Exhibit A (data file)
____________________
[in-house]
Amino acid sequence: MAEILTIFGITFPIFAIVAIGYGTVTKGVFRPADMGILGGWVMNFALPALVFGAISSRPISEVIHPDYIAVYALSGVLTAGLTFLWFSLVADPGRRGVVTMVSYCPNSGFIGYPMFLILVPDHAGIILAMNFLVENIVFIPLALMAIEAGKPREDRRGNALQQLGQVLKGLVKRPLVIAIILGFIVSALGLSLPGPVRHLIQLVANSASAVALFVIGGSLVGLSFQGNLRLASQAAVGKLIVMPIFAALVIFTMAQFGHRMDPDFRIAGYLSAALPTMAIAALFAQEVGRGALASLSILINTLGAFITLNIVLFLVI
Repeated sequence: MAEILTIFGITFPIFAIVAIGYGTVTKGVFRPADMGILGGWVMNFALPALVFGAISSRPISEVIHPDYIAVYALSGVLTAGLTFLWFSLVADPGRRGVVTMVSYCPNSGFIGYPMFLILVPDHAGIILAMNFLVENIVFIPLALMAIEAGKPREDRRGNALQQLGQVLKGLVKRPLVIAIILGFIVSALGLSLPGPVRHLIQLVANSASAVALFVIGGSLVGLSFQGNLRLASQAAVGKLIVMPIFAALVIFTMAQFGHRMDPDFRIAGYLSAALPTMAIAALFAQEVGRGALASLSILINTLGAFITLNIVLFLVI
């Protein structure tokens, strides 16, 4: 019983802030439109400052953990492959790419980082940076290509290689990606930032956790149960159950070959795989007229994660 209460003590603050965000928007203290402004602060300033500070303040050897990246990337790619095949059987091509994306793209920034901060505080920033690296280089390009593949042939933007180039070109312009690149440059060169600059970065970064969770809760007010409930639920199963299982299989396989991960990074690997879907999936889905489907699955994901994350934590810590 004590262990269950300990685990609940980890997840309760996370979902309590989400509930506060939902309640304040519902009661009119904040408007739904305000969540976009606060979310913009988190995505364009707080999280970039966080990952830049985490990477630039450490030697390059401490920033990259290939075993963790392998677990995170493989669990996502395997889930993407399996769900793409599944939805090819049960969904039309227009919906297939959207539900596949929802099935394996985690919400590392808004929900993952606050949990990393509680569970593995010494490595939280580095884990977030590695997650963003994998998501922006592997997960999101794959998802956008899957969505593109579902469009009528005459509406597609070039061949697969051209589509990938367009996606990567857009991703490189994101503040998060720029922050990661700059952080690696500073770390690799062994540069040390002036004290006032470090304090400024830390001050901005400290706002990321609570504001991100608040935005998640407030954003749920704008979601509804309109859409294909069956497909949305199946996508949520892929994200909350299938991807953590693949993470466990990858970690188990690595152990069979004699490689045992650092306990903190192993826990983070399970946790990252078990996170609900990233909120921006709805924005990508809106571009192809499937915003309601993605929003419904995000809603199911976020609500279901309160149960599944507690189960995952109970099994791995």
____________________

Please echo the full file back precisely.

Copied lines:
[in-house]
Amino acid sequence: MAEILTIFGITFPIFAIVAIGYGTVTKGVFRPADMGILGGWVMNFALPALVFGAISSRPISEVIHPDYIAVYALSGVLTAGLTFLWFSLVADPGRRGVVTMVSYCPNSGFIGYPMFLILVPDHAGIILAMNFLVENIVFIPLALMAIEAGKPREDRRGNALQQLGQVLKGLVKRPLVIAIILGFIVSALGLSLPGPVRHLIQLVANSASAVALFVIGGSLVGLSFQGNLRLASQAAVGKLIVMPIFAALVIFTMAQFGHRMDPDFRIAGYLSAALPTMAIAALFAQEVGRGALASLSILINTLGAFITLNIVLFLVI
Repeated sequence: MAEILTIFGITFPIFAIVAIGYGTVTKGVFRPADMGILGGWVMNFALPALVFGAISSRPISEVIHPDYIAVYALSGVLTAGLTFLWFSLVADPGRRGVVTMVSYCPNSGFIGYPMFLILVPDHAGIILAMNFLVENIVFIPLALMAIEAGKPREDRRGNALQQLGQVLKGLVKRPLVIAIILGFIVSALGLSLPGPVRHLIQLVANSASAVALFVIGGSLVGLSFQGNLRLASQAAVGKLIVMPIFAALVIFTMAQFGHRMDPDFRIAGYLSAALPTMAIAALFAQEVGRGALASLSILINTLGAFITLNIVLFLVI
């Protein structure tokens, strides 16, 4: 019983802030439109400052953990492959790419980082940076290509290689990606930032956790149960159950070959795989007229994660 209460003590603050965000928007203290402004602060300033500070303040050897990246990337790619095949059987091509994306793209920034901060505080920033690296280089390009593949042939933007180039070109312009690149440059060169600059970065970064969770809760007010409930639920199963299982299989396989991960990074690997879907999936889905489907699955994901994350934590810590 004590262990269950300990685990609940980890997840309760996370979902309590989400509930506060939902309640304040519902009661009119904040408007739904305000969540976009606060979310913009988190995505364009707080999280970039966080990952830049985490990477630039450490030697390059401490920033990259290939075993963790392998677990995170493989669990996502395997889930993407399996769900793409599944939805090819049960969904039309227009919906297939959207539900596949929802099935394996985690919400590392808004929900993952606050949990990393509680569970593995010494490595939280580095884990977030590695997650963003994998998501922006592997997960999101794959998802956008899957969505593109579902469009009528005459509406597609070039061949697969051209589509990938367009996606990567857009991703490189994101503040998060720029922050990661700059952080690696500073770390690799062994540069040390002036004290006032470090304090400024830390001050901005400290706002990321609570504001991100608040935005998640407030954003749920704008979601509804309109859409294909069956497909949305199946996508949520892929994200909350299938991807953590693949993470466990990858970690188990690595152990069979004699490689045992650092306990903190192993826990983070399970946790990252078990996170609900990233909120921006709805924005990508809106571009192809499937915003309601993605929003419904995000809603199911976020609500279901309160149960599944507690189960995952109970099994791995």